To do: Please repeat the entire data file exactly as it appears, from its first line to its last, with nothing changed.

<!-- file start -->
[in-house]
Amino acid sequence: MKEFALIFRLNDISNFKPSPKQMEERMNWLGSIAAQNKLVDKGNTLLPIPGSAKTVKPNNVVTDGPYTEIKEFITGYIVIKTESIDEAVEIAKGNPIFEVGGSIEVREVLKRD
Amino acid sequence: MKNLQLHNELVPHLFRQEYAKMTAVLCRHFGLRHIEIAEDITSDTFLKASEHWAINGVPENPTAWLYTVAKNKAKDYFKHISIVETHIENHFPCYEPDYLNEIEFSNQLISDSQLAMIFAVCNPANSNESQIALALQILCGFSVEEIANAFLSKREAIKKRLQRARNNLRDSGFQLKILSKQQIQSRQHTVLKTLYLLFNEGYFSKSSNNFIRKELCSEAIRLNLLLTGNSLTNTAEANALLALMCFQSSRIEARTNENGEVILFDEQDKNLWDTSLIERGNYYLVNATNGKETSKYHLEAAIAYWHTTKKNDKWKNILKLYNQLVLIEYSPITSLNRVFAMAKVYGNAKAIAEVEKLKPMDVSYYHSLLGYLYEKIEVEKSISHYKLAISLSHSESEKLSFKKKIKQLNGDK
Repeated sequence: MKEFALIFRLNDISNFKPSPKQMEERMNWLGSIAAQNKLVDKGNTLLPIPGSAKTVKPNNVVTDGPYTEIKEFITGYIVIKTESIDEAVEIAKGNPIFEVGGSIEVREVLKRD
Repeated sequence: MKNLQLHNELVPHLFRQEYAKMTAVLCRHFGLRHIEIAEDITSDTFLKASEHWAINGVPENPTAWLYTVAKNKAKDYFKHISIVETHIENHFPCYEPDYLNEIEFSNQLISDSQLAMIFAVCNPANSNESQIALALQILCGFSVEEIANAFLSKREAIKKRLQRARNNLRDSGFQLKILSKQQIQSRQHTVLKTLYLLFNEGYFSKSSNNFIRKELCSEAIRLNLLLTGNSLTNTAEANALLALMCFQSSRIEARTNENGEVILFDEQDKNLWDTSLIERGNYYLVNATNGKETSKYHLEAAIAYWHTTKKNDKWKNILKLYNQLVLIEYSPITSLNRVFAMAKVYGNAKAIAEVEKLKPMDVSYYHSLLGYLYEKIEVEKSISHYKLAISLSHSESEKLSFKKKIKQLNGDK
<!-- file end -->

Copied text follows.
[in-house]
Amino acid sequence: MKEFALIFRLNDISNFKPSPKQMEERMNWLGSIAAQNKLVDKGNTLLPIPGSAKTVKPNNVVTDGPYTEIKEFITGYIVIKTESIDEAVEIAKGNPIFEVGGSIEVREVLKRD
Amino acid sequence: MKNLQLHNELVPHLFRQEYAKMTAVLCRHFGLRHIEIAEDITSDTFLKASEHWAINGVPENPTAWLYTVAKNKAKDYFKHISIVETHIENHFPCYEPDYLNEIEFSNQLISDSQLAMIFAVCNPANSNESQIALALQILCGFSVEEIANAFLSKREAIKKRLQRARNNLRDSGFQLKILSKQQIQSRQHTVLKTLYLLFNEGYFSKSSNNFIRKELCSEAIRLNLLLTGNSLTNTAEANALLALMCFQSSRIEARTNENGEVILFDEQDKNLWDTSLIERGNYYLVNATNGKETSKYHLEAAIAYWHTTKKNDKWKNILKLYNQLVLIEYSPITSLNRVFAMAKVYGNAKAIAEVEKLKPMDVSYYHSLLGYLYEKIEVEKSISHYKLAISLSHSESEKLSFKKKIKQLNGDK
Repeated sequence: MKEFALIFRLNDISNFKPSPKQMEERMNWLGSIAAQNKLVDKGNTLLPIPGSAKTVKPNNVVTDGPYTEIKEFITGYIVIKTESIDEAVEIAKGNPIFEVGGSIEVREVLKRD
Repeated sequence: MKNLQLHNELVPHLFRQEYAKMTAVLCRHFGLRHIEIAEDITSDTFLKASEHWAINGVPENPTAWLYTVAKNKAKDYFKHISIVETHIENHFPCYEPDYLNEIEFSNQLISDSQLAMIFAVCNPANSNESQIALALQILCGFSVEEIANAFLSKREAIKKRLQRARNNLRDSGFQLKILSKQQIQSRQHTVLKTLYLLFNEGYFSKSSNNFIRKELCSEAIRLNLLLTGNSLTNTAEANALLALMCFQSSRIEARTNENGEVILFDEQDKNLWDTSLIERGNYYLVNATNGKETSKYHLEAAIAYWHTTKKNDKWKNILKLYNQLVLIEYSPITSLNRVFAMAKVYGNAKAIAEVEKLKPMDVSYYHSLLGYLYEKIEVEKSISHYKLAISLSHSESEKLSFKKKIKQLNGDK